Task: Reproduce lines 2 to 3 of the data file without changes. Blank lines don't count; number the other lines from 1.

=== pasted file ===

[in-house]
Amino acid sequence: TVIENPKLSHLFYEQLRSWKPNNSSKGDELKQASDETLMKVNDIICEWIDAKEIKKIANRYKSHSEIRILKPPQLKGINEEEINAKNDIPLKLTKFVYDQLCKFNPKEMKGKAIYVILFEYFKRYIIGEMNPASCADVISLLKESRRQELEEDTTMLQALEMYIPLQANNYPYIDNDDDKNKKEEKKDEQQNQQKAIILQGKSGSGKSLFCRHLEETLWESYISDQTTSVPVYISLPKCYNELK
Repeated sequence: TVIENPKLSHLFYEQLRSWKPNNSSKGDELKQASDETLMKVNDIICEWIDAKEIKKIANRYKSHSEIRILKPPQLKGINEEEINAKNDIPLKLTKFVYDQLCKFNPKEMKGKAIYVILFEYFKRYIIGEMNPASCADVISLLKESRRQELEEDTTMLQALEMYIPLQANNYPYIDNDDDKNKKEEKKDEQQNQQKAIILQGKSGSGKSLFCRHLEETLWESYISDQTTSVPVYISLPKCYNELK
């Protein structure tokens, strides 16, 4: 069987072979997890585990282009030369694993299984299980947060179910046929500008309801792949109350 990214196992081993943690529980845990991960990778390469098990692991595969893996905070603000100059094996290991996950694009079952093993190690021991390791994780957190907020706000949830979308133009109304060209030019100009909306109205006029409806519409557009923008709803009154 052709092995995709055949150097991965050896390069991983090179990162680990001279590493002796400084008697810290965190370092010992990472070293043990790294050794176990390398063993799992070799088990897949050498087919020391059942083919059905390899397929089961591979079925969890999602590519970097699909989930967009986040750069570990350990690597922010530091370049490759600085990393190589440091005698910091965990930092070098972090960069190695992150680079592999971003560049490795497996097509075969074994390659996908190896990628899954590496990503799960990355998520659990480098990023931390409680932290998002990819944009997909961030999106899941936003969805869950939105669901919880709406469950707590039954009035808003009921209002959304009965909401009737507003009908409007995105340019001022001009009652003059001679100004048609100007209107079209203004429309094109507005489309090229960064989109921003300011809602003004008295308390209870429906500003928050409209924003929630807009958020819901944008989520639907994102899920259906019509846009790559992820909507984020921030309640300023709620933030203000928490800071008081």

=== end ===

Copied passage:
Amino acid sequence: TVIENPKLSHLFYEQLRSWKPNNSSKGDELKQASDETLMKVNDIICEWIDAKEIKKIANRYKSHSEIRILKPPQLKGINEEEINAKNDIPLKLTKFVYDQLCKFNPKEMKGKAIYVILFEYFKRYIIGEMNPASCADVISLLKESRRQELEEDTTMLQALEMYIPLQANNYPYIDNDDDKNKKEEKKDEQQNQQKAIILQGKSGSGKSLFCRHLEETLWESYISDQTTSVPVYISLPKCYNELK
Repeated sequence: TVIENPKLSHLFYEQLRSWKPNNSSKGDELKQASDETLMKVNDIICEWIDAKEIKKIANRYKSHSEIRILKPPQLKGINEEEINAKNDIPLKLTKFVYDQLCKFNPKEMKGKAIYVILFEYFKRYIIGEMNPASCADVISLLKESRRQELEEDTTMLQALEMYIPLQANNYPYIDNDDDKNKKEEKKDEQQNQQKAIILQGKSGSGKSLFCRHLEETLWESYISDQTTSVPVYISLPKCYNELK